Standard & Poor's Ratings Services downgraded AK Steel Holding Corp. (NYSE:AKS) one notch further into junk territory, citing difficult competitive conditions that it expects to affect the company's already weak financial metrics.
AK Steel this month forecast disappointing earnings for its second quarter amid recent deterioration in spot market pricing and increased uncertainty tied to near-term economic conditions in the U.S.
In April the company swung to a first-quarter loss as a drop in volume offset higher pricing.
S&P now rates the steelmaker at B-plus, four steps below investment-grade territory. Its outlook is stable, reflecting the firm's expectations that AK Steel's operating performance will gradually improve alongside the economy and meet credit metrics consistent with its rating by the end of 2013.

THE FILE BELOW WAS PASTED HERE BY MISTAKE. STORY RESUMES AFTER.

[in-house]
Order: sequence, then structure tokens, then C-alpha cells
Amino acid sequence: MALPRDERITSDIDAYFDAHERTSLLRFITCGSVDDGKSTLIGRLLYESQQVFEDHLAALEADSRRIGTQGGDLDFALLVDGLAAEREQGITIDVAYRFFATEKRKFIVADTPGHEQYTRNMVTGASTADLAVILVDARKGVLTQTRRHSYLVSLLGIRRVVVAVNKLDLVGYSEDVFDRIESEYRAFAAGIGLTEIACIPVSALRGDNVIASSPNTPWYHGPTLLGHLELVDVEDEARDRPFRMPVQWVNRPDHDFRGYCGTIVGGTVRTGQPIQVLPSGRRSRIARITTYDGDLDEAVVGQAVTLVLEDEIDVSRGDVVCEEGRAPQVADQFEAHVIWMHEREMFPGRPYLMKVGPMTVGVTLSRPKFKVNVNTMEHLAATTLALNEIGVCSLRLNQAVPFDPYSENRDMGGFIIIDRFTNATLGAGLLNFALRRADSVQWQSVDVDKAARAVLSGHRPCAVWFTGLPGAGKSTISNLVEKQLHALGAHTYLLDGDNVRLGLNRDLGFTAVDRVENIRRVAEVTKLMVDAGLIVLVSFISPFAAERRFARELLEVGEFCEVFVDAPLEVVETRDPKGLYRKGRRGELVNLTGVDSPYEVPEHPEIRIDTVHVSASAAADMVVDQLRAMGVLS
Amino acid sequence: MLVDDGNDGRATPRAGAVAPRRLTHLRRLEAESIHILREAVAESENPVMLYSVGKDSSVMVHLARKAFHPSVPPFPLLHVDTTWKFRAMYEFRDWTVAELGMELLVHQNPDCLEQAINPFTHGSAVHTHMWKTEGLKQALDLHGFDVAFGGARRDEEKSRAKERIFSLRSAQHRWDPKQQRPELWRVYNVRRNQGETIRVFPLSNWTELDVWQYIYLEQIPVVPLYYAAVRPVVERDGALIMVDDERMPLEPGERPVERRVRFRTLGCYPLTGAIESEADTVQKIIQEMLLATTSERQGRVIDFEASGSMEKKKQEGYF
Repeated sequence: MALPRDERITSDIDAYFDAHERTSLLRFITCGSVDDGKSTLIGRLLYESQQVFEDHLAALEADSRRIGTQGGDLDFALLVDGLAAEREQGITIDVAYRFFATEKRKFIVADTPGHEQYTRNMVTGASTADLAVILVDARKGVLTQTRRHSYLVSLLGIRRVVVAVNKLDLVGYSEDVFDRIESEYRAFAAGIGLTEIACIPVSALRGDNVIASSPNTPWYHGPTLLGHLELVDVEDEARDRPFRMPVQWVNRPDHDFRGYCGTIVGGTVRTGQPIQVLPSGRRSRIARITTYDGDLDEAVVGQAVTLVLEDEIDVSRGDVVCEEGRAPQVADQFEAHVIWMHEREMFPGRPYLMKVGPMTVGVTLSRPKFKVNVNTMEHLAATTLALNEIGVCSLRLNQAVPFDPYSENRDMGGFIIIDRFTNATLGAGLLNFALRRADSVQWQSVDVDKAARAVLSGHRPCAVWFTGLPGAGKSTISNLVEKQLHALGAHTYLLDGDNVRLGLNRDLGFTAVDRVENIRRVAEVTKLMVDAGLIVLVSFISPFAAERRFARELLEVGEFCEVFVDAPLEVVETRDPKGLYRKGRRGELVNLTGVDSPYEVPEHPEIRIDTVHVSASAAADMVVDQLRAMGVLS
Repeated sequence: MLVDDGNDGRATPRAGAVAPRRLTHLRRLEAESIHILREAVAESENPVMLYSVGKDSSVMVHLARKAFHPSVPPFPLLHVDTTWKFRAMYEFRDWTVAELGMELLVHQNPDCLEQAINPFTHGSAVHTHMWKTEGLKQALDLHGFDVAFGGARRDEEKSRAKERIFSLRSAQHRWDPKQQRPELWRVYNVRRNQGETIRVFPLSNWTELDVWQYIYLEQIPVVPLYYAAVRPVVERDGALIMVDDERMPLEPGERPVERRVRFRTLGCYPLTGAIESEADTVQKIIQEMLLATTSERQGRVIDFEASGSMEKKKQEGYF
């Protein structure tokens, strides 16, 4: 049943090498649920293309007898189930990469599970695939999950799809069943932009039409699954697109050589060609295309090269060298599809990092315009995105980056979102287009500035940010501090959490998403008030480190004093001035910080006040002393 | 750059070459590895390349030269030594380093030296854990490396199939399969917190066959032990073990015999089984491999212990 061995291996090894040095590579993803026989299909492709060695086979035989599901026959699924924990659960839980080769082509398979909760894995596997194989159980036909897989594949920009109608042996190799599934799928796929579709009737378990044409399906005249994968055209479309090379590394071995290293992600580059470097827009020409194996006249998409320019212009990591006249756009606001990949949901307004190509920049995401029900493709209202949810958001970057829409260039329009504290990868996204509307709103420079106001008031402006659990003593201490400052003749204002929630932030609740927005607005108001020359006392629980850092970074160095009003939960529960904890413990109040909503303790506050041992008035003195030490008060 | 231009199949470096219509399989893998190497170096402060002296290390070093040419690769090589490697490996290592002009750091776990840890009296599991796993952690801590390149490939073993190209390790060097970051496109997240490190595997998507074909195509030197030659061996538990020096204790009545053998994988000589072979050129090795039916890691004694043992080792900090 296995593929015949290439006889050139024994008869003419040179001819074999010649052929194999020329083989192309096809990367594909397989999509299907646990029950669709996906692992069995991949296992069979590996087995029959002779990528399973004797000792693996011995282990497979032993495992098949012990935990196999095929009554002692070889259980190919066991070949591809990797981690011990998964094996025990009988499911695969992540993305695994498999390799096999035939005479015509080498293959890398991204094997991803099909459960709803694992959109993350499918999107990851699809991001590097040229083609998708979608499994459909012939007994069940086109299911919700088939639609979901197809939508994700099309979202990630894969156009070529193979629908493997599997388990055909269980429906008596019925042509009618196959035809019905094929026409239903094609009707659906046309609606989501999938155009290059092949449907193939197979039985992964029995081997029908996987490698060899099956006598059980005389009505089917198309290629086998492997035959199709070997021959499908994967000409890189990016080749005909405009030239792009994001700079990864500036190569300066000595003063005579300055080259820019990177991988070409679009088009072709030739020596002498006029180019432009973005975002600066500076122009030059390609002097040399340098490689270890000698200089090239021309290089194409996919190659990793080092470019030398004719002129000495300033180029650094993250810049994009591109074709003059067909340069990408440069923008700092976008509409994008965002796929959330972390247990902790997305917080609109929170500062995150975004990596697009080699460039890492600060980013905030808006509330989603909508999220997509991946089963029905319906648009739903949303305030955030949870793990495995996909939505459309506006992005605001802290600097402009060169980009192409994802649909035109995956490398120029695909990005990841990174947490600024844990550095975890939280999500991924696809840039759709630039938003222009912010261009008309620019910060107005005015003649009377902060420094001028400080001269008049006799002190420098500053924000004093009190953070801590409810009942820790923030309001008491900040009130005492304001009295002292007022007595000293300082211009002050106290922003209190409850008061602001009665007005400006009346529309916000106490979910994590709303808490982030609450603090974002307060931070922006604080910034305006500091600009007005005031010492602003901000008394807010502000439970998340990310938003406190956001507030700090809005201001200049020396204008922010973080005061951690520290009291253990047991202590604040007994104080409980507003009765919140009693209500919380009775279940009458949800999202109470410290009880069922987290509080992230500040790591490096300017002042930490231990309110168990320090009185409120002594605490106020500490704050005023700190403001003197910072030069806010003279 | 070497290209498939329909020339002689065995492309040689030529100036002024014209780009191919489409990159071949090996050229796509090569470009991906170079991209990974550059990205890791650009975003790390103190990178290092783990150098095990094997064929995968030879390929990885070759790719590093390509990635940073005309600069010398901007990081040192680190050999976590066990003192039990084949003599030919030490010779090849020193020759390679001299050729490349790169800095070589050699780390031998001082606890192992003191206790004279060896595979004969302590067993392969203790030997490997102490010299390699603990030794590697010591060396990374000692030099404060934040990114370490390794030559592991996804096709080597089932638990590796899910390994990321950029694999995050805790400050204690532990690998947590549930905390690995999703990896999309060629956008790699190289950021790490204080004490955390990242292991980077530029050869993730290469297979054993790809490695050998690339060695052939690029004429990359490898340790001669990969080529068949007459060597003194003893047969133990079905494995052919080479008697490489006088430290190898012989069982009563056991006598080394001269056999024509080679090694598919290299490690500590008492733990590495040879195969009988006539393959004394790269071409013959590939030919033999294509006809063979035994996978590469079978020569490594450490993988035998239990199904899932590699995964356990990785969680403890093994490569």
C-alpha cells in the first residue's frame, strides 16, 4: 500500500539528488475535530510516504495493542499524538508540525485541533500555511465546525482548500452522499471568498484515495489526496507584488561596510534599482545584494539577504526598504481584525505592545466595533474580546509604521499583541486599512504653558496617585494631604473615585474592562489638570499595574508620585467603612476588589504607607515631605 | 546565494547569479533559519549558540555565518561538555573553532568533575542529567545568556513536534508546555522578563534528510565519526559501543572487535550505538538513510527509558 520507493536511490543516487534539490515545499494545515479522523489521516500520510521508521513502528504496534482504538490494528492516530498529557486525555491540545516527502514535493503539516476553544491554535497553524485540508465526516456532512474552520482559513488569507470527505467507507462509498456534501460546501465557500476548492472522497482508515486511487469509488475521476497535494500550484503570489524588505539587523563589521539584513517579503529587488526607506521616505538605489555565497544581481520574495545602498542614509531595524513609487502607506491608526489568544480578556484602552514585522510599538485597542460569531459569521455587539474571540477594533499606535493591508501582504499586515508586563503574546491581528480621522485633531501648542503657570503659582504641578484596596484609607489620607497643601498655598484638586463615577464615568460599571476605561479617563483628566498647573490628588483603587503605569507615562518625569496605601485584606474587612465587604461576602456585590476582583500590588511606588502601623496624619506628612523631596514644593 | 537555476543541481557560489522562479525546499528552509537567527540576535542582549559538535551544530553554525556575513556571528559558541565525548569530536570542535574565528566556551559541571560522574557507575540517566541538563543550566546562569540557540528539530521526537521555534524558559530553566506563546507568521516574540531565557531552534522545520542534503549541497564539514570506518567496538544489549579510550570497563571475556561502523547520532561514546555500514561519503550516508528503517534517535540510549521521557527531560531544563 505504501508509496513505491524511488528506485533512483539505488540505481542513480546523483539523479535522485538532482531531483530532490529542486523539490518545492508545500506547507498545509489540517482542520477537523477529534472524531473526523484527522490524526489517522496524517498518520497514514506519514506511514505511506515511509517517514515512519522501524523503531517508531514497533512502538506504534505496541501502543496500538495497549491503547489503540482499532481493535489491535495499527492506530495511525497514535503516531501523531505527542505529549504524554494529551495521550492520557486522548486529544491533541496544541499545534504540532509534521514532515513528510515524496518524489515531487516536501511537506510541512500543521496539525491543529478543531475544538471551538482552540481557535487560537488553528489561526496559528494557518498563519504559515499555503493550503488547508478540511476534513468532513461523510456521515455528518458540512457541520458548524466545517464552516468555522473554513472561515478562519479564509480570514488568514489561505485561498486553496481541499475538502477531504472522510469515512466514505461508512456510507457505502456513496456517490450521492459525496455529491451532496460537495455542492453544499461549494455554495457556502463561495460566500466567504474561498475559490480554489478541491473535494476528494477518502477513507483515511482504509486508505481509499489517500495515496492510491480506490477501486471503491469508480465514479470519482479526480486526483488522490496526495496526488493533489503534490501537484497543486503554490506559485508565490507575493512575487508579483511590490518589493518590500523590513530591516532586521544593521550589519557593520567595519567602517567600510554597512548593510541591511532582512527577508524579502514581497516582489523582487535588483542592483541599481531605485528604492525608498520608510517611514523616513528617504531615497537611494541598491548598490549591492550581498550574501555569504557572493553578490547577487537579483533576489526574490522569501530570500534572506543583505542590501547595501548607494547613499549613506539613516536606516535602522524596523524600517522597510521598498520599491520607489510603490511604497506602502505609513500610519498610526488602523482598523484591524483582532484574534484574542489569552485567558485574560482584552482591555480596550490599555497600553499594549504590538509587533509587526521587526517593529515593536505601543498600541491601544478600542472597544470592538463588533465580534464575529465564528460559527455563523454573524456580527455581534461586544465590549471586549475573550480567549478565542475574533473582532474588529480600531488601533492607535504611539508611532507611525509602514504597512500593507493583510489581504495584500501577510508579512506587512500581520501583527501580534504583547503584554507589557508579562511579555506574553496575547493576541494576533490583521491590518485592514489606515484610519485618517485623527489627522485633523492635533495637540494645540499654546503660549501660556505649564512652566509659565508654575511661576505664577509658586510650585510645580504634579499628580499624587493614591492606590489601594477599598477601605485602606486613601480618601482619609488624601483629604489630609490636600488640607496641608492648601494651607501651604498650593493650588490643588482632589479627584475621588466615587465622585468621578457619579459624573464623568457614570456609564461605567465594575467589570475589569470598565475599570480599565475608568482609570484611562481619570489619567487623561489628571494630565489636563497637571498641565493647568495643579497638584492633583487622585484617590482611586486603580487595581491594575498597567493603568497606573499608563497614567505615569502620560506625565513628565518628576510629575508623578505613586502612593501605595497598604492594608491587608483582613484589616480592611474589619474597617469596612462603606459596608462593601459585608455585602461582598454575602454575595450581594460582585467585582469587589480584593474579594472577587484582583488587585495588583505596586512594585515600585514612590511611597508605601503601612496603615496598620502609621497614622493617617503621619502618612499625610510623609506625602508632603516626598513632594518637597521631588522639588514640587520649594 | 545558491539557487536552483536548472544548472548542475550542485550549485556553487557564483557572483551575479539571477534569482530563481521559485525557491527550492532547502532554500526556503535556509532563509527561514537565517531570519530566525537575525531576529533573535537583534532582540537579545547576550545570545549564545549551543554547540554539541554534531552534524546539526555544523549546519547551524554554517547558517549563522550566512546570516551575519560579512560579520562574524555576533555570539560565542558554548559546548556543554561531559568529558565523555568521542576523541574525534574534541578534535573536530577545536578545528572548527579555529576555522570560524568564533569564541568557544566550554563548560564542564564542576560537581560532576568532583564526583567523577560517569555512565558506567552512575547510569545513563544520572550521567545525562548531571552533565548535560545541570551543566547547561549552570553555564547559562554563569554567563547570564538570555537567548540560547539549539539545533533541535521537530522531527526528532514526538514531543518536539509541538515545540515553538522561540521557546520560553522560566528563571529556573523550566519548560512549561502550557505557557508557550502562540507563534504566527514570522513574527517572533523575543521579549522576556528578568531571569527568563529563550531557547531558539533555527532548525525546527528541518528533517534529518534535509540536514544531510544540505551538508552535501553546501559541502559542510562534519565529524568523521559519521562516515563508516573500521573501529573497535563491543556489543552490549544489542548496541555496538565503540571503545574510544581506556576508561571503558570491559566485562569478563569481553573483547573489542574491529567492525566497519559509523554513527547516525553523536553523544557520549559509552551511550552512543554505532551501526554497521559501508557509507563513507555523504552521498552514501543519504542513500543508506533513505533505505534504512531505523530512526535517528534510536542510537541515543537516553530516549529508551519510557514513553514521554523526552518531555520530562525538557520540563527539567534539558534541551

S&P said AK Steel's competitive environment is plagued by uneven demand, excess capacity, declining prices and relatively high raw material costs. The firm also said weakening global markets, especially in Europe and China, could limit the growth of the U.S. economy and pressure steel prices.
S&P said it still predicts improvement in 2013 from 2012 for AK Steel, though expectations for the coming year are lower amid continued sluggish demand.
The firm said AK Steel, though somewhat more cost-competitive compared with its peers, is still disadvantaged because of its lack of backward integration, which exposes the company to higher procurement costs because it doesn't own or control any iron ore or metallurgical coal.
Still, S&P said AK Steel's results will likely improve along with the economy as pricing edges up and raw material costs moderate.
Further downgrades are possible if industry conditions or the company's financial performance weaken during the next few quarters. Ratings could be raised if markets and pricing significantly improve, or if AK Steel makes investments in iron ore and metallurgical coal.
Shares edged up 1.6% to $6.20 in recent trading. The stock is off 60% in the last 12 months.